By Diederik Baazil (Bloomberg) —
Port of Rotterdam CEO Allard Castelein expressed concern that high energy costs caused by Russia’s war in Ukraine may chase away energy-intensive companies operating at Europe’s biggest gateway for seaborne trade.
“We are most worried about the energy supply and prices,” Castelein said in an interview at his office at the World Port Center on Thursday. “There are companies on our port that run on gas and weren’t able to compete on a world market. That is a big challenge for us.”
The port released figures that showed it handled a total of 467 million metric tons of cargo in 2022, down 0.3% from a year earlier.
Despite the overall stability on volumes, the underling numbers show “enormous changes in volume flows” Castelein said.
Container handling dropped 5.5% measured in 20-foot equivalent units as Russia shipments ceased, while coal imports rose 18% given more German coal-fired power was used. LNG imports, mainly from the US, rose by 64%.
Last year thousands of Russia-linked containers piled up in the port because international sanctions against Moscow. That issue has become “non-existing,” Castelein said, as “only a couple of containers haven’t been picked up.”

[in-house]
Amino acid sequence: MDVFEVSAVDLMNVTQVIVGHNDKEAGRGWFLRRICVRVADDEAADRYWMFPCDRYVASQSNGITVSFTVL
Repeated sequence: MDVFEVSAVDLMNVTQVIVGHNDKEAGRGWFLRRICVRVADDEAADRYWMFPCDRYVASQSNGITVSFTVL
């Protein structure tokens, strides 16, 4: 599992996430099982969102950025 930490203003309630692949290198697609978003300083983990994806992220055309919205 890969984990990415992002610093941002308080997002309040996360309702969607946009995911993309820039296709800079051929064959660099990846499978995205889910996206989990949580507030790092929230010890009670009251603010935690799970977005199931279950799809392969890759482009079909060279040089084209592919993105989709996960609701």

For 2023 he expects just a “small decline” in volumes. Still, the extended conflict in Eastern Europe, combined with the green-energy incentives in the US Inflation Reduction Act, could worsen the disruptions in Rotterdam by chasing away port-based chemical companies, he warns.
“If we haven’t sufficient affordable energy, we have a problem,” he said, adding that energy costs in Europe are eight times higher than they are in the US.
“Companies could say the investment climate in Rotterdam, the Netherlands, north Europe isn’t sufficiently attractive and they could choose to leave,” Castelein said. That is one of the biggest challenges for the next couple of years.”
© 2023 Bloomberg L.P.
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